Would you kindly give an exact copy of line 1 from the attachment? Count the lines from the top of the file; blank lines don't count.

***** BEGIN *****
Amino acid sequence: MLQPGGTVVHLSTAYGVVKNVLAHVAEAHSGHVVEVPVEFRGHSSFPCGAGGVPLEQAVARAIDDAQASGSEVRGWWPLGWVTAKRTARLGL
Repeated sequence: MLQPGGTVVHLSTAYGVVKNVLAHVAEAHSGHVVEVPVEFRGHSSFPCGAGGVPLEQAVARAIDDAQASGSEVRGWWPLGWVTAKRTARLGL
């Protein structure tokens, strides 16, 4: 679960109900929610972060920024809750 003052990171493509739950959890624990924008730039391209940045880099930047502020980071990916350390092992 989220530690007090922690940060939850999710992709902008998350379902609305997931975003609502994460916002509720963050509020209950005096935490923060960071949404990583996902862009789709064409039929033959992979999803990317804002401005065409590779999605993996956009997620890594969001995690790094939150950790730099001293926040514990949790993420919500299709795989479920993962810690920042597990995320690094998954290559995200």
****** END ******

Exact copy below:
Amino acid sequence: MLQPGGTVVHLSTAYGVVKNVLAHVAEAHSGHVVEVPVEFRGHSSFPCGAGGVPLEQAVARAIDDAQASGSEVRGWWPLGWVTAKRTARLGL